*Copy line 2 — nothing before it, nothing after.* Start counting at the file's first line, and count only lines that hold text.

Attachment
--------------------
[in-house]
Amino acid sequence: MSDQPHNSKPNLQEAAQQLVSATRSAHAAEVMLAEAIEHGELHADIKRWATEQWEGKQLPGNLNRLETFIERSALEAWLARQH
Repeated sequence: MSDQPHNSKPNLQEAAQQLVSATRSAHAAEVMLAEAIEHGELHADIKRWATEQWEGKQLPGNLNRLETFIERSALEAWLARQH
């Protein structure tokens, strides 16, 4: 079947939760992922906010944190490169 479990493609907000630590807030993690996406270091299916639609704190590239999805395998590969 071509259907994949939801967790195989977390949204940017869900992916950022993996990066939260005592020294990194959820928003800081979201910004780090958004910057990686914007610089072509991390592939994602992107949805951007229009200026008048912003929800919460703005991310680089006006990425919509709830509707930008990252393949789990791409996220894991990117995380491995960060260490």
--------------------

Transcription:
Amino acid sequence: MSDQPHNSKPNLQEAAQQLVSATRSAHAAEVMLAEAIEHGELHADIKRWATEQWEGKQLPGNLNRLETFIERSALEAWLARQH